Alexa Sledge is a learning and organizational change major, juggling philosophy and political science minors as well as sorority membership. The SESP sophomore is a fast talker with a pierced nose and a packed schedule. To the casual passerby, there’s no sign Sledge once had a painful parasite in both her arms.
Sledge contracted the rare parasite on a trip to Brazil over winter break, and symptoms started showing on the second day of sorority recruitment. Her swelling arm hurt so much she couldn’t sleep or go to class. She first visited Searle and was told it was a minor infection. However, over the next few months, Sledge checked into hospitals in Evanston, Louisiana and Paris, eventually finding out she had a parasite in both arms. Today she’s fine – lucky to have financial support and medical advice from her parents (who are both doctors). An antibiotic administered in her nose eliminated the parasite.
Poor health from stress and too little sleep seem to be obvious struggles for many Northwestern students, but those with chronic physical conditions have another very significant dimension of life to worry about. Ranging from months-long ordeals like Sledge’s to lifelong illnesses, the challenges of college for these students increase tenfold. For them, AccessibleNU is more than just an obligatory line in the syllabus.
“A lot of people have stuff going on medically or psychiatrically that you just wouldn’t know about by looking at them,” says Sam*, a Communication freshman. “I always knew [that] at the back of my mind, but when it happened to me, it became something like, oh, this is real.”
In the 2015-16 school year, 590 undergraduates used Accessible NU, which is about 7 percent of the student body.
Sam was recently diagnosed with irritable bowel syndrome, or IBS, a digestive condition with no known cause or cure. On a normal day, Sam goes to his dance and theater classes without interruption. On a terrible day, he’s out of commission, spending hours in the bathroom, sometimes sleeping a lot, sometimes not at all, losing energy and his appetite. He’ll question whether attending class, knowing that he might not be able to keep it together for an hour and a half.
Life-altering effects of chronic physical conditions go beyond the classroom. Both Sam and Sledge recognized a shift in their social lives (read: partying) because of their bodies’ malfunctions. Drinking while on medications was not an option for Sledge, and alcohol has varying effects on Sam. Fatigue didn’t help either of them stay out until dawn. Sam has felt less confident going on dates, worrying his IBS may present a problem.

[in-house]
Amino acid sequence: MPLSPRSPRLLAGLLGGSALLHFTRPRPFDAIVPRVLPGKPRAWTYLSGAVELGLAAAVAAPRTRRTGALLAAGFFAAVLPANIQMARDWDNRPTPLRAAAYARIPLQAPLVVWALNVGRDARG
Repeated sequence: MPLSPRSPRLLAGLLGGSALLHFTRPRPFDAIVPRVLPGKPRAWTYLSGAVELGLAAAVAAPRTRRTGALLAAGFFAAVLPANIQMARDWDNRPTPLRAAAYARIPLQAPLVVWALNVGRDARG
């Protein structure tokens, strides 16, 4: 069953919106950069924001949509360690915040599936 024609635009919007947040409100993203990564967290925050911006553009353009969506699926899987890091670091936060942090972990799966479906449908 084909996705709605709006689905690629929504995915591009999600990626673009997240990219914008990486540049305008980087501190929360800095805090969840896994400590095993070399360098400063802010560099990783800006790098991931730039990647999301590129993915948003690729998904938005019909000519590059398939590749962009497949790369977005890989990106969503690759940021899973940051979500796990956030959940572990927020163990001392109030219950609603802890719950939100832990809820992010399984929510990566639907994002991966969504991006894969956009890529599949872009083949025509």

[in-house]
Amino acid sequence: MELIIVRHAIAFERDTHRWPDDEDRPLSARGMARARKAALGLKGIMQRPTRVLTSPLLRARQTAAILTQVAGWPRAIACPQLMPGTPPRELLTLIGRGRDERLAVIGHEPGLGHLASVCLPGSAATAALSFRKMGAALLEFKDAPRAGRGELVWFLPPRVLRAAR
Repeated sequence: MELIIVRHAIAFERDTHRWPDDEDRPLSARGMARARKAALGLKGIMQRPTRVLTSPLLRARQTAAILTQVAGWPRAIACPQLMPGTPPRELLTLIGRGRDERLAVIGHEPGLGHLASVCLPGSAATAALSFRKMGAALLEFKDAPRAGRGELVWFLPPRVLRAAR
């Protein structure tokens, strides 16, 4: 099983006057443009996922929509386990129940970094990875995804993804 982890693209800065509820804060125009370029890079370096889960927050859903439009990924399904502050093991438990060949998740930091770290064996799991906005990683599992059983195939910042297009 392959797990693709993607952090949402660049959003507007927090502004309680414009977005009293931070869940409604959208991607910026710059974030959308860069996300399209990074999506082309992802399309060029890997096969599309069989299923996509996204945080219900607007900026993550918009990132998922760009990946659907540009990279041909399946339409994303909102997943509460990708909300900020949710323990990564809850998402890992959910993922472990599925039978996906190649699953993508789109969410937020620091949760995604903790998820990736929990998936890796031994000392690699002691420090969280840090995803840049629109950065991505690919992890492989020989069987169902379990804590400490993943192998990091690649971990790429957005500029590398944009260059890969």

“It’s not like, ‘Oh, I have a cold, it’s gonna go away and then we can do it then.’ It’s an ongoing thing,” Sam says.
Students with chronic disabilities can navigate life at Northwestern with the help of four major offices: AccessibleNU, NU Health Center (Searle) Student Assistance and Support Services (SASS), and Counseling and Psychological Services (CAPS). AccessibleNU helps students with disabilities obtain academic accommodations ranging from quiet testing rooms to note-taking software. SASS advises students in crisis on how to contact the multiple Northwestern offices that might help them and handles medical leaves of absence through the Dean of Students Office.
However, students don’t always know to utilize these offices. In the 2015-16 school year, 590 undergraduates used Accessible NU, which is about 7 percent of the student body. Meanwhile, in 2013-14, 13 percent of all public school children ages 3 to 21 received special education services – a full 6 percentage points more than Northwestern’s rate.
Senior Associate Dean Mona Dugo says many students don’t contact her office, SASS, until their grades are suffering and they’re in crisis mode. They’re so busy with clubs and the “culture of high achievement” that they don’t make time for self-care or even a break, she says.
the Dean of Students Office granted 136 leaves during the 2015-2016 school year.
Sledge and Sam have not gone as far as seeking a medical leave, which can last one quarter or longer. Sam says he didn’t want to contact AccessibleNU because he didn’t want to need them. Despite the stigma, AccessibleNU Assistant Director Lauren Pourian says she often heard that professors or friends recommended the office to students, and Dugo reports the Dean of Students Office granted 136 leaves during the 2015-2016 school year, slightly more than the average 125.
“People think that a disability is [when] you’re in a wheelchair,” Sam says, describing his realization that health conditions aren’t always visible. “You know, no one looks at me and thinks, ‘God, he spends 10 percent of his day dealing with IBS.’ I hope they don’t.”
*Editor’s note: Name has been changed to protect students’ identity.